Article by Steve Heath, MHIB Director & Founder
My name is Steve Heath, director and co-owner of Mental Health in business and I am delighted to be writing more about my own personal journey with mental health. Here are my thoughts and reflections on Men’s Mental Health during November 2021 (Men’s Mental Health Month).
A number of recent studies have clearly shown that men’s mental health is in crisis. There is robust evidence that men have high rates of various mental health conditions- and elevated rates of suicide and alcohol and substance misuse.
On average, one man dies by suicide every minute, according to men's health charity, Movember.
Male suicide rates are three times higher than those of women, in the UK - even though women are much more likely to be diagnosed with a common mental health disorder like depression or anxiety.
Year on year, the Samaritans report that men aged 45-49 are the most at risk.
There's no denying the facts: men's mental health is in crisis. However, there is now more awareness around men’s mental health than ever but so much more needs to happen to normalise the conversation. That’s why it is important that we keep this conversation going – and not just during men’s mental health month.
Men’s mental health should matter to each and every one of us – having healthy, mentally strong, resilient and happy men in our lives has a huge positive impact at home, at work and in the wider community.
Mental health problems can and do affect anyone but often, for men, the fear of stigma can make them apprehensive about opening up and asking for help. Ridicule, fear of rejection, guilt, shame and fears around medication or being locked up are just some of the reasons men are reluctant to speak up and seek professional help.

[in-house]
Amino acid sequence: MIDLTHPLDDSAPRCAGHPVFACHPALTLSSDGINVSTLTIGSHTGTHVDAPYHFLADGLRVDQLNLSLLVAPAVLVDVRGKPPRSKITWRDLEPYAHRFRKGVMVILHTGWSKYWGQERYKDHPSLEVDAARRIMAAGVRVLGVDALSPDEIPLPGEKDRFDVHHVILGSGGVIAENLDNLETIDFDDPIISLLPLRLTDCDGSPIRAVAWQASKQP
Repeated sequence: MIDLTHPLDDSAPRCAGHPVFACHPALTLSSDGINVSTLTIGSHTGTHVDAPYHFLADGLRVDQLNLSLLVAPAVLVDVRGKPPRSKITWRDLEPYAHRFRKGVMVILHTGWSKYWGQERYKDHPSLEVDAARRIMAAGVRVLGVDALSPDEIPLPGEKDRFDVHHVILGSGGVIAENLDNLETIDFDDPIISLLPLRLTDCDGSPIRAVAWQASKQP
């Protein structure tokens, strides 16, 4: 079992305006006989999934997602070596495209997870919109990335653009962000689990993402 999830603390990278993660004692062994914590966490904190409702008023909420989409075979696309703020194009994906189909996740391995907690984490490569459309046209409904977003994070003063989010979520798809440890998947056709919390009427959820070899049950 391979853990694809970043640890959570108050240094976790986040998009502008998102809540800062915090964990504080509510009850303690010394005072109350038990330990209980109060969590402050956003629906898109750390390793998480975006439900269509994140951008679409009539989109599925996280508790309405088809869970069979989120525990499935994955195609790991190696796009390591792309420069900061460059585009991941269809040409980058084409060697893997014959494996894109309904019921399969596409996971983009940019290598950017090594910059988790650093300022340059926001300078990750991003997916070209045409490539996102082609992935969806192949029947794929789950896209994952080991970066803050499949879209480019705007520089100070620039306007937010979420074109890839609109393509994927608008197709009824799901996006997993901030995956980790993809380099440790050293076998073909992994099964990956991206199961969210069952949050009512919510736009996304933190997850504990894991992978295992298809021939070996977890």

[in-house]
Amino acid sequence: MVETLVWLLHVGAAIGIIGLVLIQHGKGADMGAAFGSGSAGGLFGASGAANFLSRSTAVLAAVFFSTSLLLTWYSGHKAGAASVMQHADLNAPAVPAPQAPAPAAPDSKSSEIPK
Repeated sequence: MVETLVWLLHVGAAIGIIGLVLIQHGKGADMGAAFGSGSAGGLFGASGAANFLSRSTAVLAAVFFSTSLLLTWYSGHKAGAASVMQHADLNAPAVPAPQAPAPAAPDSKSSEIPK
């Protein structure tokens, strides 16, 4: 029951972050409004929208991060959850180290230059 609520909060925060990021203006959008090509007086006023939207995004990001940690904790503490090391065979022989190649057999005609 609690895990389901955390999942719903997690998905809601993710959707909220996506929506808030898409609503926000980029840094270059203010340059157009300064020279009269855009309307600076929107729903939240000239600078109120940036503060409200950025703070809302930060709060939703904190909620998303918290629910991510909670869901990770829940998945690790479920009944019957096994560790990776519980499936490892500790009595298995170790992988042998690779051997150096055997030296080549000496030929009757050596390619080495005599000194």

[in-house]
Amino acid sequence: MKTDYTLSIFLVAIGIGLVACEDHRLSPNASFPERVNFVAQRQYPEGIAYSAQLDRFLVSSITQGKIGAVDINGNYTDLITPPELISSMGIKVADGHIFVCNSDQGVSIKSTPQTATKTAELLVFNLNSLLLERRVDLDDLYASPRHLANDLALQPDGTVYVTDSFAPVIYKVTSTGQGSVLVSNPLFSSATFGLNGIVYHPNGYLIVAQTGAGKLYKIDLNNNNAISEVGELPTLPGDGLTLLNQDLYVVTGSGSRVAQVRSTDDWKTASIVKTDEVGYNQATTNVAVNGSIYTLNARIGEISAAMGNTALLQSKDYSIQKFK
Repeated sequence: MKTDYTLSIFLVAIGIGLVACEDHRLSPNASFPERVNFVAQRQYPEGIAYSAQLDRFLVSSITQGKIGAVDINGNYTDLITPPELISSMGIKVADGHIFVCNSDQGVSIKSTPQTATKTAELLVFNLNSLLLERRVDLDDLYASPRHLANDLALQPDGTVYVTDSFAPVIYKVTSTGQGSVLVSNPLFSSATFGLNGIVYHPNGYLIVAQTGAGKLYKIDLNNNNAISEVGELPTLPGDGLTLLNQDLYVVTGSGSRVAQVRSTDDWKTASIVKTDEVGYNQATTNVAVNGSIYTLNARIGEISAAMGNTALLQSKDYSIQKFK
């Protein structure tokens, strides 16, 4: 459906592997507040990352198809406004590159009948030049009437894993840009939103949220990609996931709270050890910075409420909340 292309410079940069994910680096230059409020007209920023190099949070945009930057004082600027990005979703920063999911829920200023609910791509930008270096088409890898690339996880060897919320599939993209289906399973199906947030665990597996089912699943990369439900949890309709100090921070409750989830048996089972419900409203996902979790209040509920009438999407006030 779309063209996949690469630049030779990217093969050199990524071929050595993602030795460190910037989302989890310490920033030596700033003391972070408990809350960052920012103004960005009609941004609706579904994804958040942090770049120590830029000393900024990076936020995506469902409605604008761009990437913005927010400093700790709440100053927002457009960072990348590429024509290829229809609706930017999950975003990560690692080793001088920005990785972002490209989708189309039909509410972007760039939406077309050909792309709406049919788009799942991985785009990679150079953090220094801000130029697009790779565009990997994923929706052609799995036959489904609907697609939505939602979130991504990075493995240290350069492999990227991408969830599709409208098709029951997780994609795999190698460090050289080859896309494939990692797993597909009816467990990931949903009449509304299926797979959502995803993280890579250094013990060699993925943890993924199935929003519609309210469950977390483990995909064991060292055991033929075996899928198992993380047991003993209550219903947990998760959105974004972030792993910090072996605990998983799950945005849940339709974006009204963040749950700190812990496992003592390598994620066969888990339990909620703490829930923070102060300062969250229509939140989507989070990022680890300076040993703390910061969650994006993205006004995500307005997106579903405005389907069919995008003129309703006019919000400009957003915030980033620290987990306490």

As a man who has struggled with mental health issues much of my life, I know only too well how difficult and painful it is to be silently battling with symptoms of mental ill-health on my own. For me, the voice in my head was a huge contributing factor - a relentless barrage of ‘i’m not good enough, I can’t do this, they are better off without me’ accompanied by feelings of dread and like ‘something bad is going to happen’ - prevented me from living a happy life. All of that literally sucked the life out of me and I would regularly feel intense shame and guilt for not being able to ‘show up’ fully for my partner, my children and my work. At times I coped by masking symptoms with alcohol and other substances, but that only gave temporary relief and in the end, made things much worse.
I now know, from my own experience, that finally feeling able to ask for help – and finding that help was available, and that the people that mattered most to me - my partner, family and friends were understanding and supportive was a huge relief and a key factor in my own recovery.
The pandemic has had an enormous impact on people's emotional wellbeing and mental health – and this has meant that the topic of mental health has come out of the shadows.
We are finally having those open conversations about our mental health that have been needed for so long. Men's mental health is no longer taboo – let’s keep that conversation going so that all men are given the space- to be honest, open up and seek the professional help and support they need. I believe that the more men that do speak up and seek help, the more lives will be saved - making the world a better place for all of us.
Top tip: One thing that really helps me is having a morning routine. I find that getting up early, reading something positive and motivational, meditating for 10-15 mins followed by a cold shower gives me a boost of endorphins which sets me up for the rest of the day.
Do you have a routine or morning ritual that you follow which sets you up for the day? If so I would love to hear about yours in the comments below.